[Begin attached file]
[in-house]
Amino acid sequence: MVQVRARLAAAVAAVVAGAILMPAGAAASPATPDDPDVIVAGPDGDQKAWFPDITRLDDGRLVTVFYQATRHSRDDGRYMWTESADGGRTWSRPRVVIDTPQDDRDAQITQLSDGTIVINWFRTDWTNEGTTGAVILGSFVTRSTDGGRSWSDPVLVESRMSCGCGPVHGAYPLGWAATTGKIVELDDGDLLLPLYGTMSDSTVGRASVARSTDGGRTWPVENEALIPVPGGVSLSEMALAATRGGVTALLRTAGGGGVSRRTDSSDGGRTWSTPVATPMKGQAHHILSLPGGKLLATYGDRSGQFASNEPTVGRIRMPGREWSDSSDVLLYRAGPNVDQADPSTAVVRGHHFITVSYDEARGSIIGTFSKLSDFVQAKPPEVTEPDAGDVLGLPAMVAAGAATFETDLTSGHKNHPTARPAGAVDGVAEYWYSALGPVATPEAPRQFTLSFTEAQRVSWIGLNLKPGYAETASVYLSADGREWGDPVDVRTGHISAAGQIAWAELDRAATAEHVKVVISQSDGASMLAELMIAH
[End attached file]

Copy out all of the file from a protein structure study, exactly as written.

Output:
[in-house]
Amino acid sequence: MVQVRARLAAAVAAVVAGAILMPAGAAASPATPDDPDVIVAGPDGDQKAWFPDITRLDDGRLVTVFYQATRHSRDDGRYMWTESADGGRTWSRPRVVIDTPQDDRDAQITQLSDGTIVINWFRTDWTNEGTTGAVILGSFVTRSTDGGRSWSDPVLVESRMSCGCGPVHGAYPLGWAATTGKIVELDDGDLLLPLYGTMSDSTVGRASVARSTDGGRTWPVENEALIPVPGGVSLSEMALAATRGGVTALLRTAGGGGVSRRTDSSDGGRTWSTPVATPMKGQAHHILSLPGGKLLATYGDRSGQFASNEPTVGRIRMPGREWSDSSDVLLYRAGPNVDQADPSTAVVRGHHFITVSYDEARGSIIGTFSKLSDFVQAKPPEVTEPDAGDVLGLPAMVAAGAATFETDLTSGHKNHPTARPAGAVDGVAEYWYSALGPVATPEAPRQFTLSFTEAQRVSWIGLNLKPGYAETASVYLSADGREWGDPVDVRTGHISAAGQIAWAELDRAATAEHVKVVISQSDGASMLAELMIAH